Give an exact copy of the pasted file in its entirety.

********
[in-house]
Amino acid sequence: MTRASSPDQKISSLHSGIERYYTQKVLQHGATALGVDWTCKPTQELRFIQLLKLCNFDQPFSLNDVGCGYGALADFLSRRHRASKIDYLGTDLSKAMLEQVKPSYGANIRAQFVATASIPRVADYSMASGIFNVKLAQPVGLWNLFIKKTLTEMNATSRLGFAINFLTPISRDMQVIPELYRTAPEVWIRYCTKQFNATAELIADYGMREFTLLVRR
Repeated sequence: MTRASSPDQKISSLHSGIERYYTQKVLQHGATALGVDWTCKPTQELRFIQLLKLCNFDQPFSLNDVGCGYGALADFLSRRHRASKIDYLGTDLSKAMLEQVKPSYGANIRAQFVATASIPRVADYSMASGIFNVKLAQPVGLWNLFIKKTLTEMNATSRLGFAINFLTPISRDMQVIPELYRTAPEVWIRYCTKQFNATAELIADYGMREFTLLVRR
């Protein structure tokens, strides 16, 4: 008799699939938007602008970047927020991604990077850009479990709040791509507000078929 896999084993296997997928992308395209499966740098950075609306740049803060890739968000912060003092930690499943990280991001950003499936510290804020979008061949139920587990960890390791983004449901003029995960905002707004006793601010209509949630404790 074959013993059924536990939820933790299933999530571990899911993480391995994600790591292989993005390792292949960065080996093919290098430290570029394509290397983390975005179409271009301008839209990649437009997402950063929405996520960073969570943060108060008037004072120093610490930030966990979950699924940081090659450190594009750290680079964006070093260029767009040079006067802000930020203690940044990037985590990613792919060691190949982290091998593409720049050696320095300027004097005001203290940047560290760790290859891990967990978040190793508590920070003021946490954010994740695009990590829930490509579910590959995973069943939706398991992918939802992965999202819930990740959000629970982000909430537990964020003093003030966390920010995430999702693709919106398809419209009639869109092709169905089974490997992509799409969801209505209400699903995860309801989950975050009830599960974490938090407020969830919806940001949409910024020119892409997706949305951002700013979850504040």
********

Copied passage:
[in-house]
Amino acid sequence: MTRASSPDQKISSLHSGIERYYTQKVLQHGATALGVDWTCKPTQELRFIQLLKLCNFDQPFSLNDVGCGYGALADFLSRRHRASKIDYLGTDLSKAMLEQVKPSYGANIRAQFVATASIPRVADYSMASGIFNVKLAQPVGLWNLFIKKTLTEMNATSRLGFAINFLTPISRDMQVIPELYRTAPEVWIRYCTKQFNATAELIADYGMREFTLLVRR
Repeated sequence: MTRASSPDQKISSLHSGIERYYTQKVLQHGATALGVDWTCKPTQELRFIQLLKLCNFDQPFSLNDVGCGYGALADFLSRRHRASKIDYLGTDLSKAMLEQVKPSYGANIRAQFVATASIPRVADYSMASGIFNVKLAQPVGLWNLFIKKTLTEMNATSRLGFAINFLTPISRDMQVIPELYRTAPEVWIRYCTKQFNATAELIADYGMREFTLLVRR
């Protein structure tokens, strides 16, 4: 008799699939938007602008970047927020991604990077850009479990709040791509507000078929 896999084993296997997928992308395209499966740098950075609306740049803060890739968000912060003092930690499943990280991001950003499936510290804020979008061949139920587990960890390791983004449901003029995960905002707004006793601010209509949630404790 074959013993059924536990939820933790299933999530571990899911993480391995994600790591292989993005390792292949960065080996093919290098430290570029394509290397983390975005179409271009301008839209990649437009997402950063929405996520960073969570943060108060008037004072120093610490930030966990979950699924940081090659450190594009750290680079964006070093260029767009040079006067802000930020203690940044990037985590990613792919060691190949982290091998593409720049050696320095300027004097005001203290940047560290760790290859891990967990978040190793508590920070003021946490954010994740695009990590829930490509579910590959995973069943939706398991992918939802992965999202819930990740959000629970982000909430537990964020003093003030966390920010995430999702693709919106398809419209009639869109092709169905089974490997992509799409969801209505209400699903995860309801989950975050009830599960974490938090407020969830919806940001949409910024020119892409997706949305951002700013979850504040």